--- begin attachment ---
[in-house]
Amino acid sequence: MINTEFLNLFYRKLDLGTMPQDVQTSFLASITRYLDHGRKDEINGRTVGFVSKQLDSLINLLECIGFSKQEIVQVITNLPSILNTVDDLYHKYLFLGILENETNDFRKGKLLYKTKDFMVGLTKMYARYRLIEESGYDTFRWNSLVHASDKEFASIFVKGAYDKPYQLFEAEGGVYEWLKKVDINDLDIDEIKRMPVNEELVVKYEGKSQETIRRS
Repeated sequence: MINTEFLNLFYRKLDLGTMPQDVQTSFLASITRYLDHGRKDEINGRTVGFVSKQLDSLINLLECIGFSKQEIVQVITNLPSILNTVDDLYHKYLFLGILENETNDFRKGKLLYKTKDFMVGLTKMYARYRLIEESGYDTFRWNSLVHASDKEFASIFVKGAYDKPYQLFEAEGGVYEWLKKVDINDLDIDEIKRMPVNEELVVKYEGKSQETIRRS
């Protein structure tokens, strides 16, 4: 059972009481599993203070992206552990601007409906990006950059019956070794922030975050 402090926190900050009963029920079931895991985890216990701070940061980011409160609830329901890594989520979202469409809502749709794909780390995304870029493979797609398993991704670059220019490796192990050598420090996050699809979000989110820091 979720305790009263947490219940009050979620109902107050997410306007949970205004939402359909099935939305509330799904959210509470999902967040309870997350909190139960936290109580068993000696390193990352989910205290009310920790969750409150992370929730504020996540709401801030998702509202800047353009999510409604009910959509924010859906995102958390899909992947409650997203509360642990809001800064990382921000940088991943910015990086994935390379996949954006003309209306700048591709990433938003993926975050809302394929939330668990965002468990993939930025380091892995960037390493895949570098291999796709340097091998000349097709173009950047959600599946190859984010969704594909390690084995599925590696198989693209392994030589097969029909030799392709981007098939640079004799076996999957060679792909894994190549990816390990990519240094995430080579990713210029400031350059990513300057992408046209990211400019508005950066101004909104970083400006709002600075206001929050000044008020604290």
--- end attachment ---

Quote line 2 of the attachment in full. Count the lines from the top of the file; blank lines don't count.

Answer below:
Amino acid sequence: MINTEFLNLFYRKLDLGTMPQDVQTSFLASITRYLDHGRKDEINGRTVGFVSKQLDSLINLLECIGFSKQEIVQVITNLPSILNTVDDLYHKYLFLGILENETNDFRKGKLLYKTKDFMVGLTKMYARYRLIEESGYDTFRWNSLVHASDKEFASIFVKGAYDKPYQLFEAEGGVYEWLKKVDINDLDIDEIKRMPVNEELVVKYEGKSQETIRRS